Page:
Also, there should be a fair inclusion of high-performing companies and companies that are not yet there but are making an effort to go green or ethical. A portfolio that looks like that is more practical and could be the one that shows the actual picture, while the rest are all greenwashing.

3.   Passing The Social Responsibility Research Onto The Client

It is a plus sometimes when a company wants the client to have it their way because it shows that the company wants to involve the client and not disregard their contribution. However, investing is different. The investment firm should be the one to do extensive research and come up with legit ethical companies you can have on your portfolio.

That is partly because the investment firm is more in the business of knowing such information than a client who probably has no time to do extensive research. They are also in a better position to spot greenwashing than you are because they have industry experience and probably know what to look for.

As much as sometimes the firm could have your best interests by asking you to provide socially responsible companies that you think should be in your portfolio, they should not leave it all up to you. They should guide you into making the right decision regarding ethical investing because you trust them with your money.

4.   Using The Negative Screen Approach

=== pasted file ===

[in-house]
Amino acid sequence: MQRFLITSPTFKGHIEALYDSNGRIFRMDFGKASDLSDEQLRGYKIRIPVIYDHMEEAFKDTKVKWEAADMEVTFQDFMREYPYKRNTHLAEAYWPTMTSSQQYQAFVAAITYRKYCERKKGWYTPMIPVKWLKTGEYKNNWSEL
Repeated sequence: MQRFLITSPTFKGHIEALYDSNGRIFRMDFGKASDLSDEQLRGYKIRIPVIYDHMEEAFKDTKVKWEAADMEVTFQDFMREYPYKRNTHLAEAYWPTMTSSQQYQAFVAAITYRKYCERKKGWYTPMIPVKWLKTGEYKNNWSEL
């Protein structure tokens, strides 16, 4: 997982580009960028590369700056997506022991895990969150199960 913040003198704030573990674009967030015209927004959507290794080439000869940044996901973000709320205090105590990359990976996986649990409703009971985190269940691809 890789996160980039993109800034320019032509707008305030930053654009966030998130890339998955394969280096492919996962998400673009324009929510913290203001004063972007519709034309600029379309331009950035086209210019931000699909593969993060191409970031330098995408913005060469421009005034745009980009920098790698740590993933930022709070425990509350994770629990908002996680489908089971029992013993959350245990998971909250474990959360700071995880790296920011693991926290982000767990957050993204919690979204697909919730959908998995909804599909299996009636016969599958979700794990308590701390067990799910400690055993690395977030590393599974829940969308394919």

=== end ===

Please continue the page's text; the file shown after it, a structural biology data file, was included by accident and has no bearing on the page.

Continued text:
The negative screen approach involves excluding or removing the company involved in activities that are automatically considered sinful, like gambling and alcohol. That may look like the right move, but it only paints half the picture. Most people might automatically look for these kinds of companies in a portfolio to gauge how socially responsible it is and forget that there is more than goes into social responsibility.

You might miss instances of greenwashing because you are so focused on the traditionally sinful companies. Do not let the exclusion of these companies fool you into thinking that your portfolio is now ethical. Make sure that each company that makes it to your portfolio is ethical because even a company that does honest work like making candy can still be unethical.

Conclusion

Greenwashing is so common nowadays that you cannot tell which companies are genuinely responsible and which ones are not. It requires the effort and dedication of an investment firm to help you make the right choice when it comes to your investments. An excellent investment firm will go the extra mile to verify whether a company is actually ethical or they are just greenwashing.

However, many other investment firms will focus more on money and forget social responsibility. Investing with such companies makes you as guilty as they are, whether you know about it or not. It would be best if you were intentional about where you put your money to ensure that every investment you make is making this world a better place. You better do your due diligence in your next investment portfolio.